The green shades are targets moving toward the radar, which is located to the northeast (upper right of image). The red shades are targets moving away from the radar. When these colors appear adjacent to each other, it is termed gate to gate shear or a velocity couplet.

Click on the image to enlarge.

 - Click to enlarge


KRAX 4-Panel Storm Reflectivity Imagery from 1944Z Thursday, August 12, 2004.
A complicated reflectivity imagery structure was noted with the storm. The four panel image contains 8bit 0.5 degree Reflectivity (upper left), 8bit 1.5 degree Reflectivity (upper right), 8bit 2.4 degree Reflectivity (lower left), and 8bit 3.4 degree Reflectivity (lower right).
Click on the image to enlarge.

 - Click to enlarge





Selected Photographs of the Severe Weather Event
Photos courtesy of Jeremy Meerscheidt (Spout Springs Fire Department), Michael Moneypenny, and Michael Strickler
(Click the image to enlarge.)

The tornado touched down and totally destroyed a 2100 sq. ft. triple wide near McDuffie Road. Two were inside (a father and daughter). Both were found beneath the debris of the home, and transported to the hospital for only minor injuries. The homes' anchors were pulled out of the ground (relatively sandy soil), and the support straps were snapped. Two 21 ft. campers were also damaged/destroyed and blown downwind (northeast) of the home. Two automobiles were damaged by fallen trees.

View of what was left of the triple-wide home, looking east-northeast  - Click to enlarge           View of triple-wide debris, looking northwest  - Click to enlarge           View of debris and tree damage, looking north - Click to enlarge


View of debris, looking east  - Click to enlarge           View of debris, looking north-northeast - Click to enlarge           View of debris, looking northeast - Click to enlarge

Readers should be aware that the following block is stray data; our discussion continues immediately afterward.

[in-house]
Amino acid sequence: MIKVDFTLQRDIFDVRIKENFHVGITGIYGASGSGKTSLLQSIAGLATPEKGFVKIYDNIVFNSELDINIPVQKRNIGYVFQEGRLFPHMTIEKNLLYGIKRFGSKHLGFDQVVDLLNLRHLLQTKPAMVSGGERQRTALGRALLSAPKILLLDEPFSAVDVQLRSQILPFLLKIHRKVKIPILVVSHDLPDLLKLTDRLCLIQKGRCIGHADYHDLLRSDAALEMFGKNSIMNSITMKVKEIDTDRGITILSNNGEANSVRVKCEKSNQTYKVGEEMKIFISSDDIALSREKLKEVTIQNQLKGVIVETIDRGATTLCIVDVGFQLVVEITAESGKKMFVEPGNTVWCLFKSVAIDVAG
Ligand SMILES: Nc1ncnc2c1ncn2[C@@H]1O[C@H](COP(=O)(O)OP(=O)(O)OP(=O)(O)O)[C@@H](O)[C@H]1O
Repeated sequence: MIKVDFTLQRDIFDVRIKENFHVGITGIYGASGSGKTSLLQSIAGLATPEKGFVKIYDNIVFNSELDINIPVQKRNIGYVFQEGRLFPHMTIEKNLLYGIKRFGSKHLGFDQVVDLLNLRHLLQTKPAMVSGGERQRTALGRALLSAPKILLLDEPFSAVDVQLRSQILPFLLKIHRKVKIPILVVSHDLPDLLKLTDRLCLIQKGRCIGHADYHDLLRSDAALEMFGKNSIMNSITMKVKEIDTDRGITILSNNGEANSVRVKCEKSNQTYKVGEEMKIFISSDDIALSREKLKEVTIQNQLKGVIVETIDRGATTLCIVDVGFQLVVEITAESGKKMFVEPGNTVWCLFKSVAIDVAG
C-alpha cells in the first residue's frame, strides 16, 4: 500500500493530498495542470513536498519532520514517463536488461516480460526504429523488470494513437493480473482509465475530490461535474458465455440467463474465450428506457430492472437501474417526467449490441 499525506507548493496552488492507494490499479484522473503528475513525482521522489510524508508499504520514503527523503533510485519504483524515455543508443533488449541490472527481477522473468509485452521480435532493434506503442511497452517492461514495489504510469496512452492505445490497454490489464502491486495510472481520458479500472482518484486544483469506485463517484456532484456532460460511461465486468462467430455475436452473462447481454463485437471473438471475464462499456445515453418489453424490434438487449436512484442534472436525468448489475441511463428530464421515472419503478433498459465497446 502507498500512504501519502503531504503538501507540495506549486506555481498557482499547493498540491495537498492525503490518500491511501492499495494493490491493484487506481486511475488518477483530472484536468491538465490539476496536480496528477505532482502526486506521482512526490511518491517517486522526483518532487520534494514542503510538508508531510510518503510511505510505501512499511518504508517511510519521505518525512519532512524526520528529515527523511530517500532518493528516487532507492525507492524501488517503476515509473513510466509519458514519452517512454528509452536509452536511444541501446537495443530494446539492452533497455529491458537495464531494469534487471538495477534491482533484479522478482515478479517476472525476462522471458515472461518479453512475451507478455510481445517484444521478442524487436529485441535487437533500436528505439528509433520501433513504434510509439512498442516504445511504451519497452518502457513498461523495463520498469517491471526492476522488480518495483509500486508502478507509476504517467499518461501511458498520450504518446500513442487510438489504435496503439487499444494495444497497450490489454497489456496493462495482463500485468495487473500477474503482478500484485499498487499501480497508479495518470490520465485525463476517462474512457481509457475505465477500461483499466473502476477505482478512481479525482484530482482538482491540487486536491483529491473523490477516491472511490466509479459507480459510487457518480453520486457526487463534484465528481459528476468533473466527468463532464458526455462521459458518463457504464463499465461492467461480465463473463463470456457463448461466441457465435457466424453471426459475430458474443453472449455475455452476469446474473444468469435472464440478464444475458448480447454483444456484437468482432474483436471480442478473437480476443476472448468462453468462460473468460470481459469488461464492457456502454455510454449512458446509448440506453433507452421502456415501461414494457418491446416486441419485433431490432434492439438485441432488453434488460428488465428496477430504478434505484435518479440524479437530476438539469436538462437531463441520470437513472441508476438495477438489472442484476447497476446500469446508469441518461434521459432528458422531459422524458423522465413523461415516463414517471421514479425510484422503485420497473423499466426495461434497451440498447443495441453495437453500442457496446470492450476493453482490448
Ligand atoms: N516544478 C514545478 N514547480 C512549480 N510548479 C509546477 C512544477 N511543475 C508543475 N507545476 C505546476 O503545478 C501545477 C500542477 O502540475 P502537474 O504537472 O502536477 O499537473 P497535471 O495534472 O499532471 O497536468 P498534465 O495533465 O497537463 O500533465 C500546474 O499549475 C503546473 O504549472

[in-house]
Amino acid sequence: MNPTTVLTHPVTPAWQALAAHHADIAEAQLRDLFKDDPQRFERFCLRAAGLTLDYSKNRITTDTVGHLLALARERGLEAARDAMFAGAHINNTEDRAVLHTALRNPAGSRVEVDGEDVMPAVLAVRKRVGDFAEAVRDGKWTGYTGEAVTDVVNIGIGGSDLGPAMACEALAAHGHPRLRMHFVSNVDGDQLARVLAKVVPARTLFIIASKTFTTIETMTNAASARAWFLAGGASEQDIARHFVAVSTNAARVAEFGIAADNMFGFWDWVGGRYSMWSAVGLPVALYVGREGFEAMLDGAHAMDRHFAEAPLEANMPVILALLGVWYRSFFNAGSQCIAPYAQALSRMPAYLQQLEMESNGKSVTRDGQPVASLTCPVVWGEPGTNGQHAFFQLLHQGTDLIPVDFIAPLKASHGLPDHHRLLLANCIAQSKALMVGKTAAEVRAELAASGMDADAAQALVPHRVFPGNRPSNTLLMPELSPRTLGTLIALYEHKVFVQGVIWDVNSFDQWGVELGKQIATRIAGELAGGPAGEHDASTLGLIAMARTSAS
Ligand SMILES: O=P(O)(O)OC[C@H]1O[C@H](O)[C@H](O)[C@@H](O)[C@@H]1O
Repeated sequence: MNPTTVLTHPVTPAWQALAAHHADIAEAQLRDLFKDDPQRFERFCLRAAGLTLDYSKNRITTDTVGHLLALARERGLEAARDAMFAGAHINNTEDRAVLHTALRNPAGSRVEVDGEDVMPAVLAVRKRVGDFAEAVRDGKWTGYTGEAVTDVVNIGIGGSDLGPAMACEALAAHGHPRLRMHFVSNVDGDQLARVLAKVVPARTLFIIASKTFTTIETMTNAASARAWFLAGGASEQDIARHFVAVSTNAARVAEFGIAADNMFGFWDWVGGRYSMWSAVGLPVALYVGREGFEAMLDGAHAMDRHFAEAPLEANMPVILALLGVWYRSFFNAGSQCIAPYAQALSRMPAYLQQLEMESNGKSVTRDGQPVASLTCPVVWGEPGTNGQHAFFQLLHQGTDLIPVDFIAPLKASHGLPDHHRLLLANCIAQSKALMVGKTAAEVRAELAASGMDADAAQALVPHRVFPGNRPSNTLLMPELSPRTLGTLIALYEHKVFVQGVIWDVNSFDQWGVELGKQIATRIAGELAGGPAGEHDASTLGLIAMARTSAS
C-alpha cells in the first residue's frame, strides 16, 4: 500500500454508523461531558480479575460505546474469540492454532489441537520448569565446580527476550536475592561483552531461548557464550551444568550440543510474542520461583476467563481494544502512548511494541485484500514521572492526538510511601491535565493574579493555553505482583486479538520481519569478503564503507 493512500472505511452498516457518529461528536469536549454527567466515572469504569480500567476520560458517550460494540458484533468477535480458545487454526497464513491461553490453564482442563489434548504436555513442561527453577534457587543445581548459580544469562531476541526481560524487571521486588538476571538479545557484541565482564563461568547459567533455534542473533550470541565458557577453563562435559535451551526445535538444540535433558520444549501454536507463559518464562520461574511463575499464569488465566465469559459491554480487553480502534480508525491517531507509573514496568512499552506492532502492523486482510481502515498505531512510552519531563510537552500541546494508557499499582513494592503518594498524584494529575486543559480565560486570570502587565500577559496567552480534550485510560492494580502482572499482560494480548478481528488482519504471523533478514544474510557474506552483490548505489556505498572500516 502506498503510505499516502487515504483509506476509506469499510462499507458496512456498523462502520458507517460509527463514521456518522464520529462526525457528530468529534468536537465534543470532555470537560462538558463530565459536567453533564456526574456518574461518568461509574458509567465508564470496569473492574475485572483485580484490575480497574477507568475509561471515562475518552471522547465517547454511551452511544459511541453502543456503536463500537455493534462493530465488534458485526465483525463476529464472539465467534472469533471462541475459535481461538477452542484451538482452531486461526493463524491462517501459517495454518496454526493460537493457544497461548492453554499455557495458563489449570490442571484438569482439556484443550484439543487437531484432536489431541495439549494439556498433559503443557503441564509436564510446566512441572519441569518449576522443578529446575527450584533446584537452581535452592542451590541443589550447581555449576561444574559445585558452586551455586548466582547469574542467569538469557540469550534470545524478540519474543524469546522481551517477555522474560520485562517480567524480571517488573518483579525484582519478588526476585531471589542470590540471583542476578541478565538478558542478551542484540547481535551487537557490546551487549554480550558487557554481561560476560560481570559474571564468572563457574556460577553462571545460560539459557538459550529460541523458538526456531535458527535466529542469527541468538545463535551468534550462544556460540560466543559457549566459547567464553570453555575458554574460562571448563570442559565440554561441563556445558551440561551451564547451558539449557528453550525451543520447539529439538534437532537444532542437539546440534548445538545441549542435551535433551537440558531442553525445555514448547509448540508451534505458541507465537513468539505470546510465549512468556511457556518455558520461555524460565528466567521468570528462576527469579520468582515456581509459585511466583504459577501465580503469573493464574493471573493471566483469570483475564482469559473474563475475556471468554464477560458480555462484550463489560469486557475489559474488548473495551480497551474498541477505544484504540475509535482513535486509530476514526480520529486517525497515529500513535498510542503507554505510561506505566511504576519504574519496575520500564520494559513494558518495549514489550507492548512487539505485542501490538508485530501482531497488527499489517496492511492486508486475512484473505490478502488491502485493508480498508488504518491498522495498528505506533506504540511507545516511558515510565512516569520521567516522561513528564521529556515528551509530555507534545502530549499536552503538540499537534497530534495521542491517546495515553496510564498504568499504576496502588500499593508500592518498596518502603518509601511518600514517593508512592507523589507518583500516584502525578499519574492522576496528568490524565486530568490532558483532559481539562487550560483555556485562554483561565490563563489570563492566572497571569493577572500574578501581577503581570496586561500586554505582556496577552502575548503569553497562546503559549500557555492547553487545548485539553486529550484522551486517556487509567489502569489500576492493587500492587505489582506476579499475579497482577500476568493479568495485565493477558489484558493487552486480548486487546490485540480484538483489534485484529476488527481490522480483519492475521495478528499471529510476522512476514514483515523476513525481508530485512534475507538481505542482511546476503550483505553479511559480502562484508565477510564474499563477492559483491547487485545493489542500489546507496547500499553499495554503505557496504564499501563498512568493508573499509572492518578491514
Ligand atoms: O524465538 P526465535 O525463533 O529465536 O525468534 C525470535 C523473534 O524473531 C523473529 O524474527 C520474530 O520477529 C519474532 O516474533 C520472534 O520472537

The tornado then lifted as it tracked northeastward across a heavily wooded area along the periphery of the Fort Bragg military reservation. Without aeriel photos it isn't known if the tornado touched down again in the wooded area. However, the next observable damage in the Heritage Village subdivision was consistent with a tornado aloft or a downburst. The walls and roof of this house collapsed and folded over toward the northeast. Six tie down straps were snapped at the front of the house. A shed was also damaged.

View of home, looking east-northeast - Click to enlarge           View of home, looking southwest - Click to enlarge           View of home and shed, looking north - Click to enlarge



Moderate tree damage was observed further northeast in the Heritage Village subdivision. The only structural damage in this area was where a front porch of a house had been partially damaged.

Tree damage, looking south - Click to enlarge           Porch and tree damage, looking west - Click to enlarge           Tree damage, looking west-northwest - Click to enlarge



The tornado touched down for a second time and heavily damaged Spout Springs Presbyterian Church. Insulation from the church was found stuck to the north and east facing walls of the church, and completely covering surrounding trees. Another home was blown 20 to 50 yards downwind (northeast) of the foundation, and was totally destroyed. There was a clear cyclonic circulation in the this homes' debris field. The damage path was approximately 40 yards wide.

Destroyed home and damaged church, looking north-northeast along the damage path  - 		Click to enlarge           Destroyed home and damaged church, looking north-northeast along the damage path - 	Click to enlarge           Media vans parked across from the church - Click to enlarge



Other various photos from the area...


Photo courtesy of Jeremy Meerscheidt (Spout Springs Fire Department)  - Click to enlarge           Photo courtesy of Jeremy Meerscheidt (Spout Springs Fire Department) - Click to enlarge           Photo courtesy of Jeremy Meerscheidt (Spout Springs Fire Department) - Click to enlarge          



Case study team -
Michael Moneypenny
Michael Strickler
Jeff Orrock
Jonathan Blaes
Harnett County Emergency Management

For questions regarding the web site, please contact Jonathan Blaes.


  • NWS Disclaimer.